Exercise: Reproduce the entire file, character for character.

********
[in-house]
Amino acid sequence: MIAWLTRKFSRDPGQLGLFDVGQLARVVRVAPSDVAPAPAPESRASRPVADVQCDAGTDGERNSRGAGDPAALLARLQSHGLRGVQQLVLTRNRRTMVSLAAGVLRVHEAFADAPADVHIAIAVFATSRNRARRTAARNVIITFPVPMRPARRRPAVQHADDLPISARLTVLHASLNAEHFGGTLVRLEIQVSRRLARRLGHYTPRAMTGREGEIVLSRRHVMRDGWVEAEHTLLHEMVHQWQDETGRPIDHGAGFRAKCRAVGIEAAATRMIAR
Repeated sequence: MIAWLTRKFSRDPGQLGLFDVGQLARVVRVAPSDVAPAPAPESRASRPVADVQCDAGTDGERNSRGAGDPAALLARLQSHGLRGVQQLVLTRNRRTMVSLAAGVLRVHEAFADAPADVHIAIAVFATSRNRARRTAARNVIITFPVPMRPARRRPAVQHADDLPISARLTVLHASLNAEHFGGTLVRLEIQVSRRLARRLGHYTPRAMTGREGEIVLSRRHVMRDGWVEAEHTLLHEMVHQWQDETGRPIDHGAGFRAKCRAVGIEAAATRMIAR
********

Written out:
[in-house]
Amino acid sequence: MIAWLTRKFSRDPGQLGLFDVGQLARVVRVAPSDVAPAPAPESRASRPVADVQCDAGTDGERNSRGAGDPAALLARLQSHGLRGVQQLVLTRNRRTMVSLAAGVLRVHEAFADAPADVHIAIAVFATSRNRARRTAARNVIITFPVPMRPARRRPAVQHADDLPISARLTVLHASLNAEHFGGTLVRLEIQVSRRLARRLGHYTPRAMTGREGEIVLSRRHVMRDGWVEAEHTLLHEMVHQWQDETGRPIDHGAGFRAKCRAVGIEAAATRMIAR
Repeated sequence: MIAWLTRKFSRDPGQLGLFDVGQLARVVRVAPSDVAPAPAPESRASRPVADVQCDAGTDGERNSRGAGDPAALLARLQSHGLRGVQQLVLTRNRRTMVSLAAGVLRVHEAFADAPADVHIAIAVFATSRNRARRTAARNVIITFPVPMRPARRRPAVQHADDLPISARLTVLHASLNAEHFGGTLVRLEIQVSRRLARRLGHYTPRAMTGREGEIVLSRRHVMRDGWVEAEHTLLHEMVHQWQDETGRPIDHGAGFRAKCRAVGIEAAATRMIAR